Poll sees opposition garnering more votes, AKP-MHP vote share falling in a new election
The ruling AKP and its ally MHP have lost respectively 12.56 percentage and 2.3 percentage points of support since the last parliamentary election and would receive respectively 30 percent and 8.9 percent of the votes if Turkey headed to the ballot boxes for another election today, a pollster found.
Ifthe parliamentary election were held today in Turkey, the oppositionparties would have each obtained a vote share higher than what theyreceived in 2018, whereas the ruling Justice and Development Party(AKP) and its alliance partner Nationalist Movement Party (MHP) wouldhave performed worse, according to a pollster.
Accordingto a survey conducted by the polling agency Polimetre, the AKP sees a12.56 percentage of loss in the vote share, whereas the MHP a 2.3percentage of loss, compared to the 2018 results.
Inthe 2018 parliamentary election, the AKP secured 42.56 percent of thevotes. The ruling party was followed by the People's Republican Party(CHP) with 22.65 percent, the Peoples' Democratic Party (HDP) with11.70 percent, the MHP with 11.10 percent and İYİ (Good) Party with9.96 percent.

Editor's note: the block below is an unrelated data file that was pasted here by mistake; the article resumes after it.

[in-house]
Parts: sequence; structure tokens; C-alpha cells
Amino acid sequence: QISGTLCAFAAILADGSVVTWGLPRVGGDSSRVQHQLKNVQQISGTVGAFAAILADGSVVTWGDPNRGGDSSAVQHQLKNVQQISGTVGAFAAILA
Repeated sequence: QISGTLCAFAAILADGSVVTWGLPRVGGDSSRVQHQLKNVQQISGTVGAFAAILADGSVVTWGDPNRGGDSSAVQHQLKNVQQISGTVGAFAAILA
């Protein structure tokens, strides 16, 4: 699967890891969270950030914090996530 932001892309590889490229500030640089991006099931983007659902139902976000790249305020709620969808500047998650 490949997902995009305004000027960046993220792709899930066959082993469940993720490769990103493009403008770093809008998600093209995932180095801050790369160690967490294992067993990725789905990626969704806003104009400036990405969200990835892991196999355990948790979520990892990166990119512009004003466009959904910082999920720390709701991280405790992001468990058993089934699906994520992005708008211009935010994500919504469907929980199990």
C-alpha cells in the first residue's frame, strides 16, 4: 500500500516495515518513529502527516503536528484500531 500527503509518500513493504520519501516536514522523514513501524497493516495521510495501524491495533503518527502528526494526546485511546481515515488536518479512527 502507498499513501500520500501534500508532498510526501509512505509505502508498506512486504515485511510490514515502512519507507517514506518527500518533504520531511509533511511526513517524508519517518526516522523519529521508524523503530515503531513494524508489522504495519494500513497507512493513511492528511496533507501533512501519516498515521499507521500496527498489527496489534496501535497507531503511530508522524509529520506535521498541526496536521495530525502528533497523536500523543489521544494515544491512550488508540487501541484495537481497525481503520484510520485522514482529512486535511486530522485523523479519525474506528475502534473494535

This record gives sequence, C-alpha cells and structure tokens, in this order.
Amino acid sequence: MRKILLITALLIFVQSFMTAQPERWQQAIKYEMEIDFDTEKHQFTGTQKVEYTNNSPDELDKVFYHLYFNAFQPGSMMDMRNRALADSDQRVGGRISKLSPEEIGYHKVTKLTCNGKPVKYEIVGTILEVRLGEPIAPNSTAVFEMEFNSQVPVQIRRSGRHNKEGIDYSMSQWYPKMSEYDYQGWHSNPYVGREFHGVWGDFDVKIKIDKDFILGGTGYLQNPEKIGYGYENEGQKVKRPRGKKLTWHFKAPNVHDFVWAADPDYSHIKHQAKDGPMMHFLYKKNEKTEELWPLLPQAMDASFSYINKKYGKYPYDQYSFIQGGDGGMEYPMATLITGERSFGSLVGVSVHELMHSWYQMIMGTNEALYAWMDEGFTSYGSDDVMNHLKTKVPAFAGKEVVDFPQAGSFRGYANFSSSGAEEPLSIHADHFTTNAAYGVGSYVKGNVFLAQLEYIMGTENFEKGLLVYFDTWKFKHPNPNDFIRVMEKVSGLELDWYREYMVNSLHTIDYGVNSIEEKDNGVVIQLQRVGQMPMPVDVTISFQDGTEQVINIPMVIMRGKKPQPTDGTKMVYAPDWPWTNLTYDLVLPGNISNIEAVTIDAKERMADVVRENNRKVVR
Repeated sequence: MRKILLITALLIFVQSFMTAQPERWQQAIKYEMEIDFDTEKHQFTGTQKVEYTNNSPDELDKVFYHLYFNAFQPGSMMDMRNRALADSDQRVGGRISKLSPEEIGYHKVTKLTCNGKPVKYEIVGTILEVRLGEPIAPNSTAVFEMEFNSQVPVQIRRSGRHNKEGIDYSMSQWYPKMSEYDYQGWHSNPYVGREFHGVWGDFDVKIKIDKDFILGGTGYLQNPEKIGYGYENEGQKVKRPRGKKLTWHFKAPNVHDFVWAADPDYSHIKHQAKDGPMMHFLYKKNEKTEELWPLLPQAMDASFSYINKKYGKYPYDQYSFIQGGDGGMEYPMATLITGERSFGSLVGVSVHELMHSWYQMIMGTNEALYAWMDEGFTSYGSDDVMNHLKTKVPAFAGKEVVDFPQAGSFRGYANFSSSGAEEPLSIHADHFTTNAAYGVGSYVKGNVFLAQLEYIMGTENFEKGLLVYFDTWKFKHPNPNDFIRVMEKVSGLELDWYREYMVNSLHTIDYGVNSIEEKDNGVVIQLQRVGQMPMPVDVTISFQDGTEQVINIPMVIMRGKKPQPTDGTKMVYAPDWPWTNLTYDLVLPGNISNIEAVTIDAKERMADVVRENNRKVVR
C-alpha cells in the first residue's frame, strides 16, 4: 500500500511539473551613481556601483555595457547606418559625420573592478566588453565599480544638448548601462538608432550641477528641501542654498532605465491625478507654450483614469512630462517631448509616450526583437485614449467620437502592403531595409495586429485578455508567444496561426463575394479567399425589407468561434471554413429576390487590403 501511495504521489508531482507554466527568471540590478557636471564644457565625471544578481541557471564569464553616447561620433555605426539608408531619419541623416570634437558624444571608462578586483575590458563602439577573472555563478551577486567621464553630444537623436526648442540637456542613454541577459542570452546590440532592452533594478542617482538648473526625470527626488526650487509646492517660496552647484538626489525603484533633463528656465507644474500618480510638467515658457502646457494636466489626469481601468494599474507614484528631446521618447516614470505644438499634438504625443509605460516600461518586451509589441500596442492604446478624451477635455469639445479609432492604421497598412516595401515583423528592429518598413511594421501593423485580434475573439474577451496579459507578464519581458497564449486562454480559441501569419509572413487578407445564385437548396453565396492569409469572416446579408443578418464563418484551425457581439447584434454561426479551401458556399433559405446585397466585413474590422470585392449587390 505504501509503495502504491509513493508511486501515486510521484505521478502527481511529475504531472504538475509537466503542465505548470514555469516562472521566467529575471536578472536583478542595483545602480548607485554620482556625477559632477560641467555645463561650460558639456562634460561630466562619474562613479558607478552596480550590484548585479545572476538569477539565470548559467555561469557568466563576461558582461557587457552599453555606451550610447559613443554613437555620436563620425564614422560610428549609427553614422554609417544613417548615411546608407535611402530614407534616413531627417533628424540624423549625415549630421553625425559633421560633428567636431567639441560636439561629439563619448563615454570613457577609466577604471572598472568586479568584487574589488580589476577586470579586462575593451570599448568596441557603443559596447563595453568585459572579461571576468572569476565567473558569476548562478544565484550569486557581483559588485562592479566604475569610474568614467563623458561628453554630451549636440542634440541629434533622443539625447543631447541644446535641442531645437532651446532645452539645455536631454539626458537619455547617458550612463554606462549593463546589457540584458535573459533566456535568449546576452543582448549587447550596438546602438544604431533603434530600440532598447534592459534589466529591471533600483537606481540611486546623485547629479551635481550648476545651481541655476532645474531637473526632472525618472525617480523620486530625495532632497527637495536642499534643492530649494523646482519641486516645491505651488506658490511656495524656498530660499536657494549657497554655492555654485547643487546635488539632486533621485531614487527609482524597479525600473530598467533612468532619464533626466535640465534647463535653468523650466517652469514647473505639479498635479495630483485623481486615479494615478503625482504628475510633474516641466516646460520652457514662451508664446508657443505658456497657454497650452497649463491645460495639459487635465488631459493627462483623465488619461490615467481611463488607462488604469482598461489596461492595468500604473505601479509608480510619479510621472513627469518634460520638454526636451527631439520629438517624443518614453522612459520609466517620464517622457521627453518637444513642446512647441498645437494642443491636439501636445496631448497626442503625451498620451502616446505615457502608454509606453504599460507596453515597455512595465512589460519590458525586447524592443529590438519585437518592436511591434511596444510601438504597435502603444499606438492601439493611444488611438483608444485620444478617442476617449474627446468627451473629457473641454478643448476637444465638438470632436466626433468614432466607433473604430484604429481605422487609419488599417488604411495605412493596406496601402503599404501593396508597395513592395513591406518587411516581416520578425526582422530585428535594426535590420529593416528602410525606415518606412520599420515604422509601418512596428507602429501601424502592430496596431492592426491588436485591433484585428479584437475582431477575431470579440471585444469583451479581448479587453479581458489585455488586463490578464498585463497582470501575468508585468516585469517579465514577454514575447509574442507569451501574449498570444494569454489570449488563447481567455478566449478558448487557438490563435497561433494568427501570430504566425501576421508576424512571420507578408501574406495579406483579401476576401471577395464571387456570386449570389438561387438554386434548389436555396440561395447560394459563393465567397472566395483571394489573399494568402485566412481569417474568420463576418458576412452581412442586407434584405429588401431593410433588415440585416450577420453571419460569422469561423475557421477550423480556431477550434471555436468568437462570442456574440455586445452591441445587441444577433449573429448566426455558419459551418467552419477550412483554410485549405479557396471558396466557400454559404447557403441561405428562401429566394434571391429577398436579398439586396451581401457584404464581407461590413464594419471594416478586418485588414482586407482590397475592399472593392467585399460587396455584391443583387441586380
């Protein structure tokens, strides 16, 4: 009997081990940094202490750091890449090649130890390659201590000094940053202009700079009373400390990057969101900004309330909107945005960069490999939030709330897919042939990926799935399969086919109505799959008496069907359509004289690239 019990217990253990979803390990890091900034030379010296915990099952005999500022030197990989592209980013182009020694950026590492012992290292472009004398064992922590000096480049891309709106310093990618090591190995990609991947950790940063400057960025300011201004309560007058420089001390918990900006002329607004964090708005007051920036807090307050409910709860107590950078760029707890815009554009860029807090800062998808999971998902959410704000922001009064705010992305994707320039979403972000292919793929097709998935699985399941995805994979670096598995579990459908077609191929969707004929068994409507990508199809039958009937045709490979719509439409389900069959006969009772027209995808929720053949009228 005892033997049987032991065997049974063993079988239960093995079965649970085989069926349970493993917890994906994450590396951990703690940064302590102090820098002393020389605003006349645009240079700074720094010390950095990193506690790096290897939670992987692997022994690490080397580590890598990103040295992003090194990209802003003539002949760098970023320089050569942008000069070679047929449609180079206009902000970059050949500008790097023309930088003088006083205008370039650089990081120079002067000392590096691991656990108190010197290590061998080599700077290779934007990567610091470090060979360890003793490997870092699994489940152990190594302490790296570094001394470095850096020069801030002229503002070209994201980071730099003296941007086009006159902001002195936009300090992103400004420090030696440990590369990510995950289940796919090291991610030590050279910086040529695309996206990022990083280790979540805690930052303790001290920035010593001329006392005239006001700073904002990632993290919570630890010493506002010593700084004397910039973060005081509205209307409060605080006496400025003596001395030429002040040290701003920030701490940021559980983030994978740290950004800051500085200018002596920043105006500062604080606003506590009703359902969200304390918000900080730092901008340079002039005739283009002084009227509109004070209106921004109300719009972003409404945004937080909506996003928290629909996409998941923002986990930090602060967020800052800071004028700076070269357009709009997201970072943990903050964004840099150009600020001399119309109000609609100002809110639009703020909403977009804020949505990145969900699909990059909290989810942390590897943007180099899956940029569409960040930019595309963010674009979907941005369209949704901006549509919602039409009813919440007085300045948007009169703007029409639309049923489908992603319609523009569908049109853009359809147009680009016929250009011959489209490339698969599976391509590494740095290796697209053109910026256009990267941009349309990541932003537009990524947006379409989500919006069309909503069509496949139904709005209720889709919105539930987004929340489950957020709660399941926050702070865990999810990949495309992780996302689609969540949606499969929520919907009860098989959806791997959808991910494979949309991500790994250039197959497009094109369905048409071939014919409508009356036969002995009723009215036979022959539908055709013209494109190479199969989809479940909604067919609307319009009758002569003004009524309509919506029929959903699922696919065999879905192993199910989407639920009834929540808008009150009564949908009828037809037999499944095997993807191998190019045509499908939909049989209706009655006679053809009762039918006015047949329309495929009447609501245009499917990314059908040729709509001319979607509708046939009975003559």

Accordingto the survey, if a new election were to be held today, the AKP wouldhave received 30 percent of the votes, whereas the MHP 8.9 percentof the votes.
Thesurvey put support at 25.3 percent for the main opposition CHP, 11.1percent for the İYİ Party and 12.8 percent for the pro-Kurdish HDP.
The survey showed the newly founded Future Party -- founded by Ahmet Davutoğlu, former prime minister and a longtime ally of President Recep Tayyip Erdoğan -- attracting 10 percent of the votes.
The pollster's analysis shows that the Future Party poses a challenge to the AKP and MHP, as it lures 7.3 percent and 1 percent of the votes respectively from the AKP and MHP electorate. Also 0.6 percent of voters shifted from the CHP to the Future Party, whereas this figure is 0.4 percent and 0.3 percent respectively for İYİ Party and HDP.
Davutoğlu’sparty has been widely discussed in terms of the potential effect itcould have on Turkey’s parliamentary election in 2023.
Another party is expected to be established by former deputy prime minister Ali Babacan, another former Erdoğan ally.
Ifeither party is successful in drawing away conservative voters whohave become disenchanted with Erdoğan and the AKP, they could have amajor impact in the Turkish political sphere.